These 9 chapters are a testimony of the Israelites’ desire for accuracy, understanding, and peace between the tribes. We are given the bare details, but they open up speculation about what life was like as they settled into their new territories. God’s current people have not yet crossed their Jordan. We, too, will settle a new territory one day, but I don’t think we’ll be as concerned about borderlines as they were.

#book-of-joshua, #borderlines, #children-of-israel, #christianity, #heaven, #jordan-river, #land-of-canaan, #land-survey, #old-testament, #promised-land, #tribes-of-israel

the whole counsel of God

Joshua 8 records the battle the children of Israel fought against the people of Ai. It is an interesting study in military strategy, but more importantly, the end of the chapter provides a lesson for us regarding our spiritual lives. After the victory, Joshua built an altar, wrote a new copy of the law of Moses, and the nation held a ceremony in which the law was read to the people. According to the last verse of the chapter, “There was not a word of all that Moses had commanded which Joshua did not read before all the assembly of Israel with the women and the little ones and the strangers who were living among them.” It was not enough to know some of the law. The people needed to know ALL of the law. As the Lord told Moses, “Man shall not live by bread alone, but by EVERY word that proceeds out of the mouth of God” (Deuteronomy 8:3).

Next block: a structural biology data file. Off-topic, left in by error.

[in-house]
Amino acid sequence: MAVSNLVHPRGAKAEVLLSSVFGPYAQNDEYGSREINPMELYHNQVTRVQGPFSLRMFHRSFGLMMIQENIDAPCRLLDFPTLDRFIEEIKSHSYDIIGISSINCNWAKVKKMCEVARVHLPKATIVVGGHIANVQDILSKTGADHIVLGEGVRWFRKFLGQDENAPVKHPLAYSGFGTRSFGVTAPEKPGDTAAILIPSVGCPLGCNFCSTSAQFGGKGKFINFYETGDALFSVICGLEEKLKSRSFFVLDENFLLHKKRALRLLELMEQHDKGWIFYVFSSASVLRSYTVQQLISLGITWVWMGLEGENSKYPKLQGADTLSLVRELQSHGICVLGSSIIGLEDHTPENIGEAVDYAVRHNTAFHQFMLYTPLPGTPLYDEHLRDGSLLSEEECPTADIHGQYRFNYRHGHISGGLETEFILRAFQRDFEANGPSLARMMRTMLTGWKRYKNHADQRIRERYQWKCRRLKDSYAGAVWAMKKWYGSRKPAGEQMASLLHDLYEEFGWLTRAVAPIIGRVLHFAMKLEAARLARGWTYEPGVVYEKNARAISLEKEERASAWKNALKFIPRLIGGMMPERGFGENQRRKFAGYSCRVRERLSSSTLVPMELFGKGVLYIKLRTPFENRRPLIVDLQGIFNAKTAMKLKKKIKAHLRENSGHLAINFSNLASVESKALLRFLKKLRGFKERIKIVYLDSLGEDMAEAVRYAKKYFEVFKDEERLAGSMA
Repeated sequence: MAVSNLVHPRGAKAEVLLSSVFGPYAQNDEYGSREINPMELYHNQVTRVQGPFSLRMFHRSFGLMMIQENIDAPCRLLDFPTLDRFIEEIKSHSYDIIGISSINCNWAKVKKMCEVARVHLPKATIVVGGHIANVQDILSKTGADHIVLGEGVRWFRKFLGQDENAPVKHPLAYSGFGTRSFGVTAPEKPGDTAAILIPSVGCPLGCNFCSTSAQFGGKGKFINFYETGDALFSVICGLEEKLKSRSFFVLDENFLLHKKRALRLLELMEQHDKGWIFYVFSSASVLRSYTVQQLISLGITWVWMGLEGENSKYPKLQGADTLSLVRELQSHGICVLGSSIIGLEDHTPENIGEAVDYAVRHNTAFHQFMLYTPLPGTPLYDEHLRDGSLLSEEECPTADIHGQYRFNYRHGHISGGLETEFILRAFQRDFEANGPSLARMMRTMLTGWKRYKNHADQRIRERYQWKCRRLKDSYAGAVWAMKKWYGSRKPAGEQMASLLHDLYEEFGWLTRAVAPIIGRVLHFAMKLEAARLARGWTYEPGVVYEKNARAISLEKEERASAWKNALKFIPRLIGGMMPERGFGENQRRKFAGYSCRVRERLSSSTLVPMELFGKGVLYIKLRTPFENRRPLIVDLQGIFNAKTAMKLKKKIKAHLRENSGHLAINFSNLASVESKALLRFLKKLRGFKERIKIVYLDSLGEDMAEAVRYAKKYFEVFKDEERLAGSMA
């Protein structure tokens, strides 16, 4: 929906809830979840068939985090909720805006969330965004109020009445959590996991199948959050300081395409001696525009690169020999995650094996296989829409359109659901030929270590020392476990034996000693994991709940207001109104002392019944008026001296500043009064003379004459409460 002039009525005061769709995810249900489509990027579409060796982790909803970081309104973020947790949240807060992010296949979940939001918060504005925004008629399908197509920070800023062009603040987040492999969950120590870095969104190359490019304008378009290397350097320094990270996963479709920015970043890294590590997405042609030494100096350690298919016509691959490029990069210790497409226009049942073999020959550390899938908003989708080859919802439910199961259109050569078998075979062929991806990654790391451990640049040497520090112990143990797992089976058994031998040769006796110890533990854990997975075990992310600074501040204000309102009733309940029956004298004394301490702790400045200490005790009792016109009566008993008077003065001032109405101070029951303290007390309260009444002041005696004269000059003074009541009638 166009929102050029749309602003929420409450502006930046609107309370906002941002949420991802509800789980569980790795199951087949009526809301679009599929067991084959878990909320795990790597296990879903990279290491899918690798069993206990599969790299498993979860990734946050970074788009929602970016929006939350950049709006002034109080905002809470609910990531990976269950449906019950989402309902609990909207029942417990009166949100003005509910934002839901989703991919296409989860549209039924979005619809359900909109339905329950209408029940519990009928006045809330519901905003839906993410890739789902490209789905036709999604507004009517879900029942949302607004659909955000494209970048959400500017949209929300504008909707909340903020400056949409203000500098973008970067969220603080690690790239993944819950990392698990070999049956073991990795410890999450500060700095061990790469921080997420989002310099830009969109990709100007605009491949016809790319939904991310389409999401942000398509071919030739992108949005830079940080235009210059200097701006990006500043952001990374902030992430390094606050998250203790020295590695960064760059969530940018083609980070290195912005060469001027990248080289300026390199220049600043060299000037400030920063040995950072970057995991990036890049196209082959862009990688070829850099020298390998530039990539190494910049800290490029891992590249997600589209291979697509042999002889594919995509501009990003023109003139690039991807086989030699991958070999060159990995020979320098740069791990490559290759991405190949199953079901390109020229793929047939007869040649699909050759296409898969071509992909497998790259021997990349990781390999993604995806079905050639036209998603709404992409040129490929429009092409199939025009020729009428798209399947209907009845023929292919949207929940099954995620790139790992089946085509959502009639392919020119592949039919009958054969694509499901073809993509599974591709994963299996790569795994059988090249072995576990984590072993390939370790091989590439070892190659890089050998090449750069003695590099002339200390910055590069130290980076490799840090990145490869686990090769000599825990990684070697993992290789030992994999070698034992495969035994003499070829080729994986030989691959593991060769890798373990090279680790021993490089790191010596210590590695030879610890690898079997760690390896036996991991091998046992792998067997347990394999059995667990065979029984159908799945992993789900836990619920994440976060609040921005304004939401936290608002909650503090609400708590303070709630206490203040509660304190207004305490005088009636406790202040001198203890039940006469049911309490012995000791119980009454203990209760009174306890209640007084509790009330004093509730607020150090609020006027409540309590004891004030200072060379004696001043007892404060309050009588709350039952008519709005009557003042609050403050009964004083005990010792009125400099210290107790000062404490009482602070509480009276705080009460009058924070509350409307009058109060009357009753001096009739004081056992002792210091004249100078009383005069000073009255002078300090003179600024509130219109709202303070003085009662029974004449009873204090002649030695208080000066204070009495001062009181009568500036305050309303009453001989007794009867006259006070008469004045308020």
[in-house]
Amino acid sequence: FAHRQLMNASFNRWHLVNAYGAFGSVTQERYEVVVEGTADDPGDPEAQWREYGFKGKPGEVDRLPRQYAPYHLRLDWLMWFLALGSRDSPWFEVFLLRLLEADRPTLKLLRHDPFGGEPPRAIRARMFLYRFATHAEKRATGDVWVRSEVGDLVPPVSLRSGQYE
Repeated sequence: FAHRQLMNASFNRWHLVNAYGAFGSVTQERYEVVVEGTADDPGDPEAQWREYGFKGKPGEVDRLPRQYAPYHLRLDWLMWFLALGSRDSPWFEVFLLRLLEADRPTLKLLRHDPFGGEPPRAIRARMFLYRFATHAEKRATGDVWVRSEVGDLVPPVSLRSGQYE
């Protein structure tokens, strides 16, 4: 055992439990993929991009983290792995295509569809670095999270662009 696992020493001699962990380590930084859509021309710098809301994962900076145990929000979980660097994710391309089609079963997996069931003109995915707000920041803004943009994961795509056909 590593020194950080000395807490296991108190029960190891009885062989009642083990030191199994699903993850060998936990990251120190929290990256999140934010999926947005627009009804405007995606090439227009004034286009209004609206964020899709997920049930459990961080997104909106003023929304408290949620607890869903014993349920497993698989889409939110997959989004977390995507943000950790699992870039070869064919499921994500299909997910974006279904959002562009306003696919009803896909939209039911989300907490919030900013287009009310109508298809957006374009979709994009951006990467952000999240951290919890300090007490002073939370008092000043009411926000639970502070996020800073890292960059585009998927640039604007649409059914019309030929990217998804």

Lord, make us hungry to glean everything we can from the pages of Scripture, for we do not live by some of Your words, but by all of them.

#battle-of-ai, #bible-study, #book-of-joshua, #children-of-israel, #christianity, #joshua, #land-of-canaan, #old-testament